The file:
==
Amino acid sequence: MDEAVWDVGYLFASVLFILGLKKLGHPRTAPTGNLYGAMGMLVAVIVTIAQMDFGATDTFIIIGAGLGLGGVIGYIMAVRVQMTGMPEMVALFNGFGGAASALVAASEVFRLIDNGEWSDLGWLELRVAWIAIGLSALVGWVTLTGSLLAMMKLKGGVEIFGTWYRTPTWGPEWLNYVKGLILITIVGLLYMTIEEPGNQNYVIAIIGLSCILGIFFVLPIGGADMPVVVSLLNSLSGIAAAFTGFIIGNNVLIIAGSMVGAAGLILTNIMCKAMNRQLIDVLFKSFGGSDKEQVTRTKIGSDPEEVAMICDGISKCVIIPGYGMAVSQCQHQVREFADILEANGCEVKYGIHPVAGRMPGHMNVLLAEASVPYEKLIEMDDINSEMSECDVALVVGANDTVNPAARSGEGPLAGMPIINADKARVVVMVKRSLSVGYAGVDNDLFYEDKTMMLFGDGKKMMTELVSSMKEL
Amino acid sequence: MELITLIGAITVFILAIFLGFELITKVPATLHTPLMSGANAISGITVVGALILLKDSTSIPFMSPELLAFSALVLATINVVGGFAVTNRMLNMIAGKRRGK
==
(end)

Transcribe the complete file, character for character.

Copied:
Amino acid sequence: MDEAVWDVGYLFASVLFILGLKKLGHPRTAPTGNLYGAMGMLVAVIVTIAQMDFGATDTFIIIGAGLGLGGVIGYIMAVRVQMTGMPEMVALFNGFGGAASALVAASEVFRLIDNGEWSDLGWLELRVAWIAIGLSALVGWVTLTGSLLAMMKLKGGVEIFGTWYRTPTWGPEWLNYVKGLILITIVGLLYMTIEEPGNQNYVIAIIGLSCILGIFFVLPIGGADMPVVVSLLNSLSGIAAAFTGFIIGNNVLIIAGSMVGAAGLILTNIMCKAMNRQLIDVLFKSFGGSDKEQVTRTKIGSDPEEVAMICDGISKCVIIPGYGMAVSQCQHQVREFADILEANGCEVKYGIHPVAGRMPGHMNVLLAEASVPYEKLIEMDDINSEMSECDVALVVGANDTVNPAARSGEGPLAGMPIINADKARVVVMVKRSLSVGYAGVDNDLFYEDKTMMLFGDGKKMMTELVSSMKEL
Amino acid sequence: MELITLIGAITVFILAIFLGFELITKVPATLHTPLMSGANAISGITVVGALILLKDSTSIPFMSPELLAFSALVLATINVVGGFAVTNRMLNMIAGKRRGK